In this article, you will learn in depth about Python sets from its creation to its modification including adding/removing elements and different operations on them.

A Python set is an unordered collection of comma separated elements inside curly braces `'{ }'`

. Python set itself is mutable allowing addition and removal of items but the elements are immutable which forbids any change in existing items.

Unlike tuples or lists, Python sets don’t allow multiple occurrences of the same element. Hence, each element in Python set is unique.

There are two types of built-in set types:

**set:**Python set type is mutable**frozen set:**Python frozen set type is immutable

Creating set in Python is as easy as placing unique comma separated items in curly braces `'{ }'`

or it can also be created by using built-in function `set( )`

.

We can’t create empty sets by using only curly braces in Python sets though, we need to use built-in function `set( )`

to create an empty set.

```
>>> #creating empty set
>>> py_set = set( )
>>> #creating a set of integers
>>> py_set = {1,2,3,4}
```

**Creating a Python set from a string**

We can use built-in function `set( )`

to create a set from a string. When we pass a string in the function `set( )`

, the string is broken into its singular characters and the characters form a new set. Here is an example.

```
>>> #creating set from string
>>> py_set = ('Python Sets')
>>> print (py_set)
{'e','y','S','P','s','h','n','o',' ','t'}
```

As seen on above example, the string is singularized into characters and a set is formed but it contains the random order of the characters.

**Creating a Python set from a tuple/list**

Creating Python sets from tuples or lists is as simple as putting tuples or lists inside function `set( )`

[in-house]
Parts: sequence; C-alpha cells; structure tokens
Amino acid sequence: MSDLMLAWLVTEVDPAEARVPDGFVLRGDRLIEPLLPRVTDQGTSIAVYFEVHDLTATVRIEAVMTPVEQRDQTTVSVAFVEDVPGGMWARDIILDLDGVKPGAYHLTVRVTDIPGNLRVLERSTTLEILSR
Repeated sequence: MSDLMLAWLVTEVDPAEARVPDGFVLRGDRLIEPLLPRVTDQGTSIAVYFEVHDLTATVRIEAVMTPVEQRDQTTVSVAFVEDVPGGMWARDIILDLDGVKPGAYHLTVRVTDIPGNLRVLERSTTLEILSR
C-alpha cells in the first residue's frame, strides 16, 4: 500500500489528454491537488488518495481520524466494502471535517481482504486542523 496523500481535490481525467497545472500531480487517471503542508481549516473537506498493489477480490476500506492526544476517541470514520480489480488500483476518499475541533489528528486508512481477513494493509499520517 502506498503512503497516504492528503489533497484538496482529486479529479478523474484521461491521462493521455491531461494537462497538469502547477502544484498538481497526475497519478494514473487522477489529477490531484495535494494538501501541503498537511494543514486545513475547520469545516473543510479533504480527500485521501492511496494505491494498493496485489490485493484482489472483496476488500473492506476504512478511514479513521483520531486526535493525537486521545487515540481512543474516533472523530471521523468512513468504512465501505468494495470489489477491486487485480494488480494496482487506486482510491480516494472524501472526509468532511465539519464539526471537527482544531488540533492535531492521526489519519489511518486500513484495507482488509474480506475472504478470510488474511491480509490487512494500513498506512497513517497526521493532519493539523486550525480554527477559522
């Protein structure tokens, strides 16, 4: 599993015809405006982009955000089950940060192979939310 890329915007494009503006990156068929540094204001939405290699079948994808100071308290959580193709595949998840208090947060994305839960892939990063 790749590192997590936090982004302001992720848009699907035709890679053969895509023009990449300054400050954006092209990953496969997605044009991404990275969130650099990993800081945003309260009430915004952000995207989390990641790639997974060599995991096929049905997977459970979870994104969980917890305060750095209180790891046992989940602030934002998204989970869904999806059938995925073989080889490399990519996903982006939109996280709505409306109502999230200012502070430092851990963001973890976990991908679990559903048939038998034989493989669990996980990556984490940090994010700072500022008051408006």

.

```
>>> #creating set from a tuple
>>> py_set = set(('a','b','c','d'))
>>> print (py_set)
{'a','b','c','d'}
>>> #creating set from a list
>>> py_set=set(['H','B','O'])
>>> py_set
{'H','B','O'}
```

Nothing unusual happens when we create Python sets from lists or tuples containing unique elements.

**What happens when we try to create Python sets from lists or tuples containing duplicate elements?**

Well, we know that Python set is the unordered collection of unique items. So, when we try to create a set from list or tuple containing duplicate items as well, the function `set( )`

automatically excludes the duplicate items preventing from their multiple occurrences.

Here is the example.

```
>>> #creating set from a list conataining dplicate items
>>> py_set=set(['H','B','O','O','B'])
>>> py_set
{'H','B','O'}
```

As seen in above example, while forming set, the duplicate items are excluded automatically.

There are two methods `add( )`

and `update()`

for adding new items to the Python set.

**set( ):**to add single item**update( ):**to add multiple items

Duplicate items are automatically avoided while adding new items.

**Note:** Slicing or indexing operator can’t be used in Python sets to add or access members.

```
>>> #creating a new set
>>> py_set=set(['a','b','c'])
>>> #Adding a element using add( )
>>> py_set.add('d')
>>> print (py_set)
{'d','a','b','c'}
>>> Adding multiple items using update( )
>>> py_set.update(['e','f'])
>>> print (py_set)
{'e','a','f','b','d','c'}
```

As seen in above example, the order of the items is random in a set.

While the existing items in a Python set can’t be changed, we can add or remove items. There are certain methods to remove items from a Python set. Each method is illustrated with examples below.

Like in lists and tuples, `pop( )`

is used to remove an item from a Python set. In lists or tuples or dictionary we can remove the desired item specifying in the slicing and indexing operator.

Since slicing and indexing operator is not allowed in sets, an arbitrary item is removed and returned. Here is the example.

```
>>> py_set = set([1,2,3])
>>> py_set.pop()
1
>>> print (py_set)
{2,3}
```

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Using `remove( )`

function, we can remove any existing item in the Python set by designating and supplying the item as the function argument. It will throw and error if the item doesn’t exist in the set.

```
>>> py_set = set([1,2,3,4])
>>> py_set.remove(3)
>>> print (py_set)
{1,2,4}
```

`discard( )`

is another function used to remove an item from the set. It operates same as `remove( )`

but doesn’t throw an error if the item doesn’t exist in the set.

```
>>> py_set = set([1,2,3,4])
>>> py_set.discard(2)
>>> print (py_set)
{1,3,4}
```

**clear( )**

In Python set, `clear( )`

is used to remove all the items from the set.

```
>>> py_set = set([1,2,3])
>>> py_set.clear()
>>> print (py_set)
set()
```

We can iterate through each item in a Python set using a `for`

loop.

```
for letters in set('YOLO'):
print(letters)
```

**Output**

Y O L O

To copy a Python set or its items, Python provides built-in function copy( ). It creates a shallow copy and returns it.